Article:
Apologies in advance, since this document does not relate to Check Point directly, but I thought it may be useful.
After seeing numerous posts regarding ease of implementing secure DNS, some of them being patently wrong and misleading, I’d like to provide a brief clarification on this subject.
If you’ve read that changing your static DNS entries either on your PC or home router to the one provided by Cloudflare (188.8.131.52) or IBMs Quad9 (184.108.40.206) will provide you with a measure of privacy, these statements are incorrect.
You are simply running unencrypted query to the server(s) CAPABLE of secure communication. Your ISP, hotel, etc. will have no trouble at all collecting, analyzing, and selling your information if all you've done is specified 220.127.116.11 as your preferred DNS. If you are really trying to secure DNS, a bit more work is required.
Cloudflare does provide secure DNS services. It is misunderstanding of how it should be used that I have problem with.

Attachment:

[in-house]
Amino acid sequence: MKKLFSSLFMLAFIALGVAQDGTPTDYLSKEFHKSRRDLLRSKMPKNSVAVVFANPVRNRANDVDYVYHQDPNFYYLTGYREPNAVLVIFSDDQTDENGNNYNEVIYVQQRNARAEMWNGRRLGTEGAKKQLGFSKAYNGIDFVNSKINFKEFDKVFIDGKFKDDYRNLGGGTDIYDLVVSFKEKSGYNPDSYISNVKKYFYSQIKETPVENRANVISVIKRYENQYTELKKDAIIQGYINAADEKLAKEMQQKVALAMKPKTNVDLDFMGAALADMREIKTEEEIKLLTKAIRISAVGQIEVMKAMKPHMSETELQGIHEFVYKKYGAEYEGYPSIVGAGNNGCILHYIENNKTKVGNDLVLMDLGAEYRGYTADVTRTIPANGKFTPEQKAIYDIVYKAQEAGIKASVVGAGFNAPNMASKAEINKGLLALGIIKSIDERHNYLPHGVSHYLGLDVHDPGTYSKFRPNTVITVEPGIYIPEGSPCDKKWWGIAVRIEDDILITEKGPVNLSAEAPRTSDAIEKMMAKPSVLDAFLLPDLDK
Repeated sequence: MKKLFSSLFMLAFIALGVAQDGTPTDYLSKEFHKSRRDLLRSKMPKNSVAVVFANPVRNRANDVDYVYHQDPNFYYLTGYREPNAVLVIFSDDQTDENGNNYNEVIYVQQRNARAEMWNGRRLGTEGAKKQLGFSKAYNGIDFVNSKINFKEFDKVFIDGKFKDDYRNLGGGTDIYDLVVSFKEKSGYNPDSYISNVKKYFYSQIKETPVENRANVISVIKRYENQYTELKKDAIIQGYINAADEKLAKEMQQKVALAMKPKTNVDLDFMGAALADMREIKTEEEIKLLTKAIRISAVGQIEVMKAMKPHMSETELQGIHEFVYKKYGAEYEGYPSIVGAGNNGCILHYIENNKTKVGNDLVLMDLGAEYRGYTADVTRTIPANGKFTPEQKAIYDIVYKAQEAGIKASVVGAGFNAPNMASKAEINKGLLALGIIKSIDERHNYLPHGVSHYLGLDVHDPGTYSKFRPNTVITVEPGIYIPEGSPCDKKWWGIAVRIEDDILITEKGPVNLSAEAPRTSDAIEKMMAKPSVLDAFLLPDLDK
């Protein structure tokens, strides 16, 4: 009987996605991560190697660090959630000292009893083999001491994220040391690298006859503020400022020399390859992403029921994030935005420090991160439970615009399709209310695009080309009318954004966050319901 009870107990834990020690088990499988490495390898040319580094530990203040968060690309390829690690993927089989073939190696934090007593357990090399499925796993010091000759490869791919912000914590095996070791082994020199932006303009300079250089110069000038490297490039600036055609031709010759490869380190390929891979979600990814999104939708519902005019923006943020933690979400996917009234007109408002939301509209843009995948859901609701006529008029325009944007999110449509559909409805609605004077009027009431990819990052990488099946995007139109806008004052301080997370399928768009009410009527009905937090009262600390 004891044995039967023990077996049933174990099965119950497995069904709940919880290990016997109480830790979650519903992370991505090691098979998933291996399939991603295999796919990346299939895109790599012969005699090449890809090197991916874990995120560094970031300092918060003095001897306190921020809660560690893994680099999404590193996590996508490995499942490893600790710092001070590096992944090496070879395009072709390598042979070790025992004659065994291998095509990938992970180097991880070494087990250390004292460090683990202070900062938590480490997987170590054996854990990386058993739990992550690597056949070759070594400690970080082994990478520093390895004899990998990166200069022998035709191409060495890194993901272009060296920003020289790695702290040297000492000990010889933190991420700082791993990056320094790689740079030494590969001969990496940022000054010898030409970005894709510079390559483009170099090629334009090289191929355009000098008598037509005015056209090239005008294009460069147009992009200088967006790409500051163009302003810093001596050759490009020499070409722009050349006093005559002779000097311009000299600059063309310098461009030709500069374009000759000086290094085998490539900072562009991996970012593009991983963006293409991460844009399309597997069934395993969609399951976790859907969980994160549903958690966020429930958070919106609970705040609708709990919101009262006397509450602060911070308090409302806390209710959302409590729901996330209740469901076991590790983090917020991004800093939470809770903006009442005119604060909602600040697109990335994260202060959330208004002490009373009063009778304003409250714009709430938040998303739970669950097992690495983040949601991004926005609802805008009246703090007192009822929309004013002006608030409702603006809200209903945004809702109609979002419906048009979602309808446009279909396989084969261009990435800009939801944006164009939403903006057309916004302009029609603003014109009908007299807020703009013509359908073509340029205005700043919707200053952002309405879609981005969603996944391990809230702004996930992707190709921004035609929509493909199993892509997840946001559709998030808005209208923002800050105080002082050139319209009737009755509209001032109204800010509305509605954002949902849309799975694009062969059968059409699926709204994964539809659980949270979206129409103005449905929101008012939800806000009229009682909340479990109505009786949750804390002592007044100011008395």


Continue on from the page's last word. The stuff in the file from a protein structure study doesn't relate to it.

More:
If you simply define static IP as your DNS server, any upstream DNS Proxy will be able to log, intercept and reroute it.
DNSSEC can guarantee that the responses are valid but does not provide confidentiality.
DNS over HTTPS/TLS will do both but could either be blocked by upstream routers/firewalls because it is addressed to known servers (i.e. 18.104.22.168, 22.214.171.124, 126.96.36.199, etc...), or decrypted by MITM, if user trusts its certificate.
The only known good way to assure DNS security is to use DNSCRYPT with DNSSEC. This method using elliptic curve algorithm to encrypt DNS traffic, providing confidentiality and DNSSEC, assuring authenticity of replies.
This last one could be blocked, because you are still limited to the relatively short list of known servers, but you will know that someone is meddling with your DNS traffic.
If you want as close to complete security for DNS as you can get, use IPSEC VPN to a cloud-hosted DNS proxy that you've deployed yourself, that is in turn configured to use DNSCrypt with DNSSEC.
Additionally, be aware that the Windows 10 has, what is known as “DNS leakage”. Regardless of your VPN settings, it is going to broadcast DNS requests in the open to all DNS servers identified on all of its interfaces. I.e. if you are connected to an unsecured Wi-Fi and VPN and both supply your computer with DNS servers, queries will go out of both interfaces, the physical and the virtual and the fastest answer will be used for resolution.
Additional tinkering with the registry required to disable this behavior: https://www.neowin.net/news/guide-prevent-dns-leakage-while-using-a-vpn-on-windows-10-and-windows-8
Your comments, corrections and questions are, as always, welcome.